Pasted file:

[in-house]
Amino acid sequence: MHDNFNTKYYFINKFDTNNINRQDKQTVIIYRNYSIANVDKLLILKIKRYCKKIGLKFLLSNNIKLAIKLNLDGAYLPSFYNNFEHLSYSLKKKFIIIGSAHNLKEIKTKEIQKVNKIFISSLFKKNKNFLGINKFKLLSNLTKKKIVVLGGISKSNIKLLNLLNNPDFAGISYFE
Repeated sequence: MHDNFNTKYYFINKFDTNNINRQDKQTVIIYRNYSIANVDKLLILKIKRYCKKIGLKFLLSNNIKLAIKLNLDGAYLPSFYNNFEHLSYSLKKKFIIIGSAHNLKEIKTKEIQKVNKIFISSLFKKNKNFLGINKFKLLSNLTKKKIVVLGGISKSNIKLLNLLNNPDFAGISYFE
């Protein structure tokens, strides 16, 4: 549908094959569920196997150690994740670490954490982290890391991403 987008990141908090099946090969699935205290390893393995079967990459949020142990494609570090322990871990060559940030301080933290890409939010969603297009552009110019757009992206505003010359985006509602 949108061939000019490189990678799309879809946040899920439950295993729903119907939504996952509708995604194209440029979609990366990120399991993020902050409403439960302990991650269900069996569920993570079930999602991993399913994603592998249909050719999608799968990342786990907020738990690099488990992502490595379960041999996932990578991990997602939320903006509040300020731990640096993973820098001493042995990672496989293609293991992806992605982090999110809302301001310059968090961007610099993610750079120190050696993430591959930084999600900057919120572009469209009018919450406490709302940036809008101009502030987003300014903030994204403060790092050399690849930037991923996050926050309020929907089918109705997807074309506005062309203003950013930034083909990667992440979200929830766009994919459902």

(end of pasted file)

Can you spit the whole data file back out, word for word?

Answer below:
[in-house]
Amino acid sequence: MHDNFNTKYYFINKFDTNNINRQDKQTVIIYRNYSIANVDKLLILKIKRYCKKIGLKFLLSNNIKLAIKLNLDGAYLPSFYNNFEHLSYSLKKKFIIIGSAHNLKEIKTKEIQKVNKIFISSLFKKNKNFLGINKFKLLSNLTKKKIVVLGGISKSNIKLLNLLNNPDFAGISYFE
Repeated sequence: MHDNFNTKYYFINKFDTNNINRQDKQTVIIYRNYSIANVDKLLILKIKRYCKKIGLKFLLSNNIKLAIKLNLDGAYLPSFYNNFEHLSYSLKKKFIIIGSAHNLKEIKTKEIQKVNKIFISSLFKKNKNFLGINKFKLLSNLTKKKIVVLGGISKSNIKLLNLLNNPDFAGISYFE
């Protein structure tokens, strides 16, 4: 549908094959569920196997150690994740670490954490982290890391991403 987008990141908090099946090969699935205290390893393995079967990459949020142990494609570090322990871990060559940030301080933290890409939010969603297009552009110019757009992206505003010359985006509602 949108061939000019490189990678799309879809946040899920439950295993729903119907939504996952509708995604194209440029979609990366990120399991993020902050409403439960302990991650269900069996569920993570079930999602991993399913994603592998249909050719999608799968990342786990907020738990690099488990992502490595379960041999996932990578991990997602939320903006509040300020731990640096993973820098001493042995990672496989293609293991992806992605982090999110809302301001310059968090961007610099993610750079120190050696993430591959930084999600900057919120572009469209009018919450406490709302940036809008101009502030987003300014903030994204403060790092050399690849930037991923996050926050309020929907089918109705997807074309506005062309203003950013930034083909990667992440979200929830766009994919459902």